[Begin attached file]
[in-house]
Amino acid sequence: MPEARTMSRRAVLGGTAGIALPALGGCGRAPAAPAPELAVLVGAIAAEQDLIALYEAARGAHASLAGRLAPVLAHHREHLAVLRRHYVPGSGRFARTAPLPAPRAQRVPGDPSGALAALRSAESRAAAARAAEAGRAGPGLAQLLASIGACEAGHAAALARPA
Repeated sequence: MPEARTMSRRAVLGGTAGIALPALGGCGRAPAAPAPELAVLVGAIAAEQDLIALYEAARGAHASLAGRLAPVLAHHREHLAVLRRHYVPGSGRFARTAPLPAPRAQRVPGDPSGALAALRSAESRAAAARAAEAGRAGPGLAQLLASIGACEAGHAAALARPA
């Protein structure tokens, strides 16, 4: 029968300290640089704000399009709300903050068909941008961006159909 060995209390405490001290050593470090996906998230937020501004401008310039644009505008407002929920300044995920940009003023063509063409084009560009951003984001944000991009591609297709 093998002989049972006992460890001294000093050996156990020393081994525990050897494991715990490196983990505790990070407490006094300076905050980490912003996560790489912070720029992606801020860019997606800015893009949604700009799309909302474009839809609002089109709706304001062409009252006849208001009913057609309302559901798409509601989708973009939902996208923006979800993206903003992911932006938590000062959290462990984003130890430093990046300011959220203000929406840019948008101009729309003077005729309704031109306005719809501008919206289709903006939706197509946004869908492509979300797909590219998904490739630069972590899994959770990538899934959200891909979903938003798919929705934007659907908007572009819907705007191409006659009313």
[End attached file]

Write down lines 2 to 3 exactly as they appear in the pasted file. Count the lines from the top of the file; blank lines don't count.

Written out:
Amino acid sequence: MPEARTMSRRAVLGGTAGIALPALGGCGRAPAAPAPELAVLVGAIAAEQDLIALYEAARGAHASLAGRLAPVLAHHREHLAVLRRHYVPGSGRFARTAPLPAPRAQRVPGDPSGALAALRSAESRAAAARAAEAGRAGPGLAQLLASIGACEAGHAAALARPA
Repeated sequence: MPEARTMSRRAVLGGTAGIALPALGGCGRAPAAPAPELAVLVGAIAAEQDLIALYEAARGAHASLAGRLAPVLAHHREHLAVLRRHYVPGSGRFARTAPLPAPRAQRVPGDPSGALAALRSAESRAAAARAAEAGRAGPGLAQLLASIGACEAGHAAALARPA